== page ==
Service policies, contract definition and enforcement

Security/privacy policy definition and description languages

Policy interoperability

Information Interoperability

Making data interchange work across BPM and ACM a reality

Business object modeling methodologies and approaches

Taxonomies, ontologies and business knowledge integration

Master data management, data mining and (real-time) data warehousing

Flexible information models and systems (e.g., object-driven processes)

Data quality and trustworthiness

The role of NIEM and standard data descriptions to achieve interoperability

Evolution of SOA and API management to support mobile computing

A uniform resource identifier (URI) for everything the worker needs

Business Architecture Modeled Across the Enterprise

Enterprise architecture frameworks vs. business architecture frameworks

Design and population of architecture models – state of the market and practices today

Relationship of architectures to BPM and ADM disciplines

Enterprise or business architecture analysis, assessment and prediction

Cloud computing and the evolution of architectures

Enterprise ontologies and common vocabularies

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Who Will Be On The HIMSS15 Top Ten List Of Healthcare Workflow Movers & Shakers?


During the upcoming HIMSS15 conference, April 12-16, in Chicago, at the peak of #HIMSSanity I’ll publish and tweet, one at a time, the HIMSS15 Top Ten List of People and Organizations improving Healthcare with Health Information Technology.

The Rules:

  1. I am not eligible.
  2. You’ve made a significant positive impact on healthcare workflow using information technology during the previous year…
  3. Or, you’ve published, in some online form, promising ideas or persuasive opinions about healthcare workflow. (This, because this whole healthcare workflow thing is so very nascent.)
  4. You have some presence on social media (basically, Twitter).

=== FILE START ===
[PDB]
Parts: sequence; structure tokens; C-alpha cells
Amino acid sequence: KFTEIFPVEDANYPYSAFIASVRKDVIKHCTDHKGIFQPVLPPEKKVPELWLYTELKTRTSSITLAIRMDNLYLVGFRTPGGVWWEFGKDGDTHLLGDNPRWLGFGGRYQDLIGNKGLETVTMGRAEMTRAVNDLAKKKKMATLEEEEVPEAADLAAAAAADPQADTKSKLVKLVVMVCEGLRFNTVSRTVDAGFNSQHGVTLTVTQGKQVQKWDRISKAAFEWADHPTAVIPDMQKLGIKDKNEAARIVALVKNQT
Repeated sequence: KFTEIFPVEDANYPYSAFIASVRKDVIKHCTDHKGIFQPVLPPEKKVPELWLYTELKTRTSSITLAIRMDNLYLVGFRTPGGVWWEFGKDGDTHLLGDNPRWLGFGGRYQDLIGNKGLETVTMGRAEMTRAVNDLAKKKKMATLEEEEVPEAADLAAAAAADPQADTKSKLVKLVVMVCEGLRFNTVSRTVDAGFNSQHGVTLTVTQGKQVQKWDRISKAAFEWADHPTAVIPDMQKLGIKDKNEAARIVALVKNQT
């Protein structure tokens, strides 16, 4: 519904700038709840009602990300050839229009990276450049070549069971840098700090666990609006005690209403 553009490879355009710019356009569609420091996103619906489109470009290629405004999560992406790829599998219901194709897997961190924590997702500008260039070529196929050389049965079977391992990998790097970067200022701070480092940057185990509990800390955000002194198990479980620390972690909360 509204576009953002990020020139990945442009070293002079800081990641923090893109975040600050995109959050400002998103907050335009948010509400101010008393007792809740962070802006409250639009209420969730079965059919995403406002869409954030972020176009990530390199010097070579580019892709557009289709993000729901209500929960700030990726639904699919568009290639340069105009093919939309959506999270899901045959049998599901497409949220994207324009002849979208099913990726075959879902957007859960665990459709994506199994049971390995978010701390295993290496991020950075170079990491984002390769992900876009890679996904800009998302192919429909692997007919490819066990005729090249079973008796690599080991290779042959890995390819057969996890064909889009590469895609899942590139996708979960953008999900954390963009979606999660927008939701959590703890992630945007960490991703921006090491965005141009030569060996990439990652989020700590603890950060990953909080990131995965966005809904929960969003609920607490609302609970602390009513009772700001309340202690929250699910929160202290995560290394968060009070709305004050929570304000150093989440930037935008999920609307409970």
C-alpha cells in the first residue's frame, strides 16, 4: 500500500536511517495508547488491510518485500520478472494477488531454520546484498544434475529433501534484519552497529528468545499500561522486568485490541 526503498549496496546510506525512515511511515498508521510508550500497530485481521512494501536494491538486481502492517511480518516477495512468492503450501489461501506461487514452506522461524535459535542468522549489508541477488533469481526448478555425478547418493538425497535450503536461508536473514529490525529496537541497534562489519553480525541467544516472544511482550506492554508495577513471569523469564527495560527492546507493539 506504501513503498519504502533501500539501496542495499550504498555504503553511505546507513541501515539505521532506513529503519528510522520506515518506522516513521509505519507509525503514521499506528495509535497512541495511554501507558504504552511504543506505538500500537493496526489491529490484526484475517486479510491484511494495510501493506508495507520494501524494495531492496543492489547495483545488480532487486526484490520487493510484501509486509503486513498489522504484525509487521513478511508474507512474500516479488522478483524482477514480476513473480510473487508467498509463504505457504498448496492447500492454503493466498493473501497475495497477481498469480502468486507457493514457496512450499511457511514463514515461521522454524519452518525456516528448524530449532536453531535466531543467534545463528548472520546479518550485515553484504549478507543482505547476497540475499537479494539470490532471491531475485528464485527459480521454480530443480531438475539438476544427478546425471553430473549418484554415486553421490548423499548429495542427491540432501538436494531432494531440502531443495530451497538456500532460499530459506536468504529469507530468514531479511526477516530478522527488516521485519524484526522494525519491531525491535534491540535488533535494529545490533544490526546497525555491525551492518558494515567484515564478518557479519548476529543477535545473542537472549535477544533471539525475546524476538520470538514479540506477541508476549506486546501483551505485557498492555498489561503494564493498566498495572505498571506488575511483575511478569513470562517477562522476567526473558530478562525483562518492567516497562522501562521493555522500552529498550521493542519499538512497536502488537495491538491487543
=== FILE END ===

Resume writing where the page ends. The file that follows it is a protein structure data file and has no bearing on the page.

5. Winners may publish the above POWHIT! social badge on websites as long as there is a link back to the Top Ten list.
  6. You don’t have to be an HIMSS15 exhibitor. (Though I’d love to drop by to “chat you up”, as my English accented wife puts it.)
  7. You don’t even have to be a HIMSS15 attendee. (Though I’d love to meet you face-to-face in Chicago.)
  8. The Rules is in no way affiliated with the book of the same name.
  9. I made the rules so I can break the rules.
  10. There is no rule number 10.
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Listen To My Interview About Workflow On IntrepidNOW and Plans For HIMSS15

Many thanks to Joe LaVelle (@Resultant) at IntrepidNow!

  • What is the definition of workflow from the workflow guru?
  • What is a workflow engine?
  • How do workflow engines work with EHRs?
  • How many EHRS really have significantly configurable workflow?
  • Our listeners are interested in the role of standards with workflow? How do things like HL/7 and IHE play with workflow?
  • What vendors are really good at workflow?
  • Last year at HIMSS, #BigData was the star of the show; Will #BigWorkflow be the star of HIMSS15? What does Chuck have planned for HIMSS15?
Posted in healthcare-BPM | Leave a comment